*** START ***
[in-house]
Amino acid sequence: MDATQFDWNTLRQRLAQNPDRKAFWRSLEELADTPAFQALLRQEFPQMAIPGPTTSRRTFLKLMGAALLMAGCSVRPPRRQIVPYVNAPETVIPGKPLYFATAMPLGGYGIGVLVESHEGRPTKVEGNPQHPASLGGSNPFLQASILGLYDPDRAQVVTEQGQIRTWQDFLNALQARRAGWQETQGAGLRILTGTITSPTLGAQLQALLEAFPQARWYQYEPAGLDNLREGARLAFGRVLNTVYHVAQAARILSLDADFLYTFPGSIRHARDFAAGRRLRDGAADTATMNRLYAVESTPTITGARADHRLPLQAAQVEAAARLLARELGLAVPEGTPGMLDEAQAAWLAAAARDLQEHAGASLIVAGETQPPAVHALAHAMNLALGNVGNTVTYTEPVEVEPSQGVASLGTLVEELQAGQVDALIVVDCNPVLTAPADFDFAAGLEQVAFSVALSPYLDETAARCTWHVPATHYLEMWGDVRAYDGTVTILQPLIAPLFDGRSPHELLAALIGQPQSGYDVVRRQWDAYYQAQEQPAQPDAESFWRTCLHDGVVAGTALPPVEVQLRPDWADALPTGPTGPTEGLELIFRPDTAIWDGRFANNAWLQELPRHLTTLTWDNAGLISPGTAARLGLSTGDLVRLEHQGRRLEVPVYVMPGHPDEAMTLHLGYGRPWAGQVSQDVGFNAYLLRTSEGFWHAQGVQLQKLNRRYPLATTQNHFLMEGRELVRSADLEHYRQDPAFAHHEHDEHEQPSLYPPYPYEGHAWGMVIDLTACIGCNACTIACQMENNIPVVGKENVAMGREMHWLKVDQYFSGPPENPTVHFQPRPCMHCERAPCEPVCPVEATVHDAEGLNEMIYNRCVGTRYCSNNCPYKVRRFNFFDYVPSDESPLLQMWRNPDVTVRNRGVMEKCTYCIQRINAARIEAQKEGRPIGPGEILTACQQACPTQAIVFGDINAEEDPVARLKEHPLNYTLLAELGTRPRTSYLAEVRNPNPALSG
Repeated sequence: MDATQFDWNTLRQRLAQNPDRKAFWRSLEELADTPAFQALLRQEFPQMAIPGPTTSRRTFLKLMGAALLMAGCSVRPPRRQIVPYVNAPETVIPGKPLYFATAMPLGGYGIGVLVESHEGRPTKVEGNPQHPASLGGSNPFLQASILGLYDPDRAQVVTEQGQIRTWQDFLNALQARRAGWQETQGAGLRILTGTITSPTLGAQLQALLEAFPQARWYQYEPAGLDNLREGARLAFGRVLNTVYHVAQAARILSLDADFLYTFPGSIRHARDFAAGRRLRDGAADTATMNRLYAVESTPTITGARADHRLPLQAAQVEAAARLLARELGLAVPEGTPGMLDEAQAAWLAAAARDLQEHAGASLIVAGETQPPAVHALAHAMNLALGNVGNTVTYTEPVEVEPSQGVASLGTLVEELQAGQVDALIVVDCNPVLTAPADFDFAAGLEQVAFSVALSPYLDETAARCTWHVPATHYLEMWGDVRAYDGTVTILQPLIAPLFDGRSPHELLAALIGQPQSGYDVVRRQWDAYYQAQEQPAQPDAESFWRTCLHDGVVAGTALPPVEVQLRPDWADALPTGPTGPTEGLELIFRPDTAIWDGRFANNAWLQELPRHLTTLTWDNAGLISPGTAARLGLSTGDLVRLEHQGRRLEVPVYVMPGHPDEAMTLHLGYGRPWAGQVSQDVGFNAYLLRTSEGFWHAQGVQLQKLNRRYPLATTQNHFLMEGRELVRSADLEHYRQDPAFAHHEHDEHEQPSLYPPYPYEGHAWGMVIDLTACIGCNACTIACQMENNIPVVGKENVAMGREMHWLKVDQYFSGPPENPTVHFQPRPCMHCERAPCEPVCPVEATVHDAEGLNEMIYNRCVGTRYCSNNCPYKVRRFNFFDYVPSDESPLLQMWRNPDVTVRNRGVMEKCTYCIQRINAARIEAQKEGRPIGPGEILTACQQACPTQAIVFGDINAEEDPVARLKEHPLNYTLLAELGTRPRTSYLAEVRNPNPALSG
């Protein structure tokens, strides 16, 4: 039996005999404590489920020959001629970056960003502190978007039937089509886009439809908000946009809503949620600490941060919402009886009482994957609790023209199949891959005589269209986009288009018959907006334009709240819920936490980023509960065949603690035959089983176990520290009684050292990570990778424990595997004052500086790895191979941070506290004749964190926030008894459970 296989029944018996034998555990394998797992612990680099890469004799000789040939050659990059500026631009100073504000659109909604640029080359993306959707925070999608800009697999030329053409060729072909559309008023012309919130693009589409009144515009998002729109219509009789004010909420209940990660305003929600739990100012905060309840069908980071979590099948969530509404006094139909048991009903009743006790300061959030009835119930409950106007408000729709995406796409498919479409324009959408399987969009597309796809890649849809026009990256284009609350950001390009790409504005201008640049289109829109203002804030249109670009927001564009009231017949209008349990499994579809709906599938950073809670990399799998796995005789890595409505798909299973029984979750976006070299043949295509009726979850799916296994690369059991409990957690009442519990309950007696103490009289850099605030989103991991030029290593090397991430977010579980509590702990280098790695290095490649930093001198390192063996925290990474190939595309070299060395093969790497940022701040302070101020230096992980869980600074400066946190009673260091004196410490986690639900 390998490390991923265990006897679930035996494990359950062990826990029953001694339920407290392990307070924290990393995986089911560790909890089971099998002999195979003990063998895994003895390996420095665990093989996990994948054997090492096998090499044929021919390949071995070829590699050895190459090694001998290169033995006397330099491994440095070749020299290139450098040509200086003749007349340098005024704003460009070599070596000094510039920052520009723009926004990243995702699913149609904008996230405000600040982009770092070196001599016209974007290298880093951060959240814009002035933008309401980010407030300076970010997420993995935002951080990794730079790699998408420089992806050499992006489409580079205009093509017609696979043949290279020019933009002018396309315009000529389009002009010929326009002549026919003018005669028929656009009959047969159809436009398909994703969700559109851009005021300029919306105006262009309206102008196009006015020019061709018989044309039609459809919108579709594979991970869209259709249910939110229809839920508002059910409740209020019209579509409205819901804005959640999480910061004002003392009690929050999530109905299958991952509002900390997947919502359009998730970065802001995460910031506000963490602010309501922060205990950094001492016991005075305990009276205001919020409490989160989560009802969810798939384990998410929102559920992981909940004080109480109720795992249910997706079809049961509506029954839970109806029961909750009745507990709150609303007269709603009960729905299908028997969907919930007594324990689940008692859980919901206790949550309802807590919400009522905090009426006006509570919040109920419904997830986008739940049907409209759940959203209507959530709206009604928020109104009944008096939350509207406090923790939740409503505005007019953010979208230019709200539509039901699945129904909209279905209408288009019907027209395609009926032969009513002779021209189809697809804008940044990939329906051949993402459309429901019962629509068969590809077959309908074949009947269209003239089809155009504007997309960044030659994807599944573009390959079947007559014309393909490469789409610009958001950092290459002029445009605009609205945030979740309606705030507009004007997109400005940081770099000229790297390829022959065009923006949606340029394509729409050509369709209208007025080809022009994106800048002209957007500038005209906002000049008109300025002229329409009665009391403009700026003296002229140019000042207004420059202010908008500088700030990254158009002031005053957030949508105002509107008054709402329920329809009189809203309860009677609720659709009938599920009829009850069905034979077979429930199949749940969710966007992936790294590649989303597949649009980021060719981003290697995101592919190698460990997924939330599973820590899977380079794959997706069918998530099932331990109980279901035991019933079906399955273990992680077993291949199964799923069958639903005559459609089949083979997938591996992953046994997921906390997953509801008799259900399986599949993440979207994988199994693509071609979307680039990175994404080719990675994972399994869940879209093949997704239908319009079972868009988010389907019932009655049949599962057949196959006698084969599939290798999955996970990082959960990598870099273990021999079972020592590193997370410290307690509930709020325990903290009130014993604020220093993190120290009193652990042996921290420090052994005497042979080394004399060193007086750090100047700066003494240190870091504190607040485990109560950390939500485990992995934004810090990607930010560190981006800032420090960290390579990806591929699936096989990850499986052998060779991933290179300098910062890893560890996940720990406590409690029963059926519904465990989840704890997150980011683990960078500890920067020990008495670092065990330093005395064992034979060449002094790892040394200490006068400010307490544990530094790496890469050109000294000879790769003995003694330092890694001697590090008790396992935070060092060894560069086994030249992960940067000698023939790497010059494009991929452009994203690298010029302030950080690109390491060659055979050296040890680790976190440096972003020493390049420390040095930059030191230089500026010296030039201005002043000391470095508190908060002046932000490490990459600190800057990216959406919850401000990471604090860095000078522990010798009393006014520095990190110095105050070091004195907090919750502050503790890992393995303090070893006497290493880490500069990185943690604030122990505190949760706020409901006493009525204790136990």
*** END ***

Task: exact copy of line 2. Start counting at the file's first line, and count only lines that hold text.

Amino acid sequence: MDATQFDWNTLRQRLAQNPDRKAFWRSLEELADTPAFQALLRQEFPQMAIPGPTTSRRTFLKLMGAALLMAGCSVRPPRRQIVPYVNAPETVIPGKPLYFATAMPLGGYGIGVLVESHEGRPTKVEGNPQHPASLGGSNPFLQASILGLYDPDRAQVVTEQGQIRTWQDFLNALQARRAGWQETQGAGLRILTGTITSPTLGAQLQALLEAFPQARWYQYEPAGLDNLREGARLAFGRVLNTVYHVAQAARILSLDADFLYTFPGSIRHARDFAAGRRLRDGAADTATMNRLYAVESTPTITGARADHRLPLQAAQVEAAARLLARELGLAVPEGTPGMLDEAQAAWLAAAARDLQEHAGASLIVAGETQPPAVHALAHAMNLALGNVGNTVTYTEPVEVEPSQGVASLGTLVEELQAGQVDALIVVDCNPVLTAPADFDFAAGLEQVAFSVALSPYLDETAARCTWHVPATHYLEMWGDVRAYDGTVTILQPLIAPLFDGRSPHELLAALIGQPQSGYDVVRRQWDAYYQAQEQPAQPDAESFWRTCLHDGVVAGTALPPVEVQLRPDWADALPTGPTGPTEGLELIFRPDTAIWDGRFANNAWLQELPRHLTTLTWDNAGLISPGTAARLGLSTGDLVRLEHQGRRLEVPVYVMPGHPDEAMTLHLGYGRPWAGQVSQDVGFNAYLLRTSEGFWHAQGVQLQKLNRRYPLATTQNHFLMEGRELVRSADLEHYRQDPAFAHHEHDEHEQPSLYPPYPYEGHAWGMVIDLTACIGCNACTIACQMENNIPVVGKENVAMGREMHWLKVDQYFSGPPENPTVHFQPRPCMHCERAPCEPVCPVEATVHDAEGLNEMIYNRCVGTRYCSNNCPYKVRRFNFFDYVPSDESPLLQMWRNPDVTVRNRGVMEKCTYCIQRINAARIEAQKEGRPIGPGEILTACQQACPTQAIVFGDINAEEDPVARLKEHPLNYTLLAELGTRPRTSYLAEVRNPNPALSG